Have you ever faced a decision and wondered “What’s the point”?
That is exactly what you should be asking yourself before every consequential decision you face. Why are you trying to make this decision? What is the desired outcome? It might seem obvious, but spend some time really thinking about it.
Answer the following four questions to help you clarify the objective:
– Why is this decision important?
– What are the rewards for making a good decision?
– What are the consequences of a bad decision?
– By when do you need to make this decision?
Brainstorm the best case scenario. Do not edit yourself at this stage. What you are after at this point is a comprehensive list of possible objectives.
Try to state the objective as broadly as possible. If you state it too narrowly, you may be robbing yourself of some interesting options.
For example, my wife and I moved this summer. At first we thought we had to decide which house to buy. As we talked about things more, we started to think about owning two homes, or a home and an RV. What started out as a relatively simple choice between homes became a much different decision about lifestyle. A clear definition of the objective, or the desired outcome of the decision, changed our alternatives. It changed the problem we were trying to solve by making a decision.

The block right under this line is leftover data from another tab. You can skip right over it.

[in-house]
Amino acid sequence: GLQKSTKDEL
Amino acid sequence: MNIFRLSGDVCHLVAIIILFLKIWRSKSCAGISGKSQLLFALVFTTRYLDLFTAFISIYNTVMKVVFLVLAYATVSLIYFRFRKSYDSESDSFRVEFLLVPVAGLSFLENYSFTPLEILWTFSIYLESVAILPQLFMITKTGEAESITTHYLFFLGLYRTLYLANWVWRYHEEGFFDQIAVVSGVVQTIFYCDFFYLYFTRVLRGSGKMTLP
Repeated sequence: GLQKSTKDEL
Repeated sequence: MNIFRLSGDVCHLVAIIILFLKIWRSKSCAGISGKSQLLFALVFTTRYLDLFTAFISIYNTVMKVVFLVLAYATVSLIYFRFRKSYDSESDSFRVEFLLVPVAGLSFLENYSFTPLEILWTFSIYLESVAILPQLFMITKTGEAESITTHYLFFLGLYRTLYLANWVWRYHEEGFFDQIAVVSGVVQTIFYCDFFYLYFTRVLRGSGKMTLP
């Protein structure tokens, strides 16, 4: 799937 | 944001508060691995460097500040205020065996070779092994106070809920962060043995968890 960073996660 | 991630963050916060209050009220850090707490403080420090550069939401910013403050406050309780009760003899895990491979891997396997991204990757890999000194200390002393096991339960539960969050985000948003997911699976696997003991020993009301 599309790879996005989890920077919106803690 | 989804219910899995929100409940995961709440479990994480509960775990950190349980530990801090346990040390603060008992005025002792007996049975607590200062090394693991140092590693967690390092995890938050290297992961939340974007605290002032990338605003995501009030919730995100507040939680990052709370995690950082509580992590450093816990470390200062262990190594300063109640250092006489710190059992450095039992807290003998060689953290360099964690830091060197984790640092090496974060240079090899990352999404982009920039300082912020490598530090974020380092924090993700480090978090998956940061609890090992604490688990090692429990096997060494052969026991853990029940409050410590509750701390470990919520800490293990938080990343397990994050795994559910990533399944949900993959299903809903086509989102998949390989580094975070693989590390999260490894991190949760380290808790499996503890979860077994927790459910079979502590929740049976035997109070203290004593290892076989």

To use a different example, perhaps you think you have to decide which college to attend. Is that truly the objective of your decision? Perhaps a trade school might be more suitable, or enlisting in the military, which would mean your objective is not to attend college, but to obtain an education. You won’t really know until you give it some thought and be sure you know why you are making this particular decision.
Do multiple people have the responsibility to take part in the decision? Do multiple people have a stake in the outcome? If the objective is not clear or understood by all the decision’s perspectives, it is hard to imagine that they will come to a consensus on the most optimal solution. Everyone involved must thoroughly understand the objective, or desired outcome, of the decision.
Take your time with this important step. It is the foundation for everything else in the decision making process. If done right, the rest of the work will be built on a solid understanding, which is essential to getting to the right conclusion.